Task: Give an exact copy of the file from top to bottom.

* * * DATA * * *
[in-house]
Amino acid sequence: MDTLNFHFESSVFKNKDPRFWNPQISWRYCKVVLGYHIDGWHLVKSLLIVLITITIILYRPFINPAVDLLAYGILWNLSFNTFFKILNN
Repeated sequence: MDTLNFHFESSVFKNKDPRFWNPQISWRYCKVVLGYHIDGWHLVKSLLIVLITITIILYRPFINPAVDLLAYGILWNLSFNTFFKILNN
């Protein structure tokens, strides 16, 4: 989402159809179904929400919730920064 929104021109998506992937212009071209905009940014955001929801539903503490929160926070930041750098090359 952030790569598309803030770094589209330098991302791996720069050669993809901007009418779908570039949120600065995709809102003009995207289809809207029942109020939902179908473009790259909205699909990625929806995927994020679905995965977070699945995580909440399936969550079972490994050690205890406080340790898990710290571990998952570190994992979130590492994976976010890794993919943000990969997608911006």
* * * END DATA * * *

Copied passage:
[in-house]
Amino acid sequence: MDTLNFHFESSVFKNKDPRFWNPQISWRYCKVVLGYHIDGWHLVKSLLIVLITITIILYRPFINPAVDLLAYGILWNLSFNTFFKILNN
Repeated sequence: MDTLNFHFESSVFKNKDPRFWNPQISWRYCKVVLGYHIDGWHLVKSLLIVLITITIILYRPFINPAVDLLAYGILWNLSFNTFFKILNN
């Protein structure tokens, strides 16, 4: 989402159809179904929400919730920064 929104021109998506992937212009071209905009940014955001929801539903503490929160926070930041750098090359 952030790569598309803030770094589209330098991302791996720069050669993809901007009418779908570039949120600065995709809102003009995207289809809207029942109020939902179908473009790259909205699909990625929806995927994020679905995965977070699945995580909440399936969550079972490994050690205890406080340790898990710290571990998952570190994992979130590492994976976010890794993919943000990969997608911006």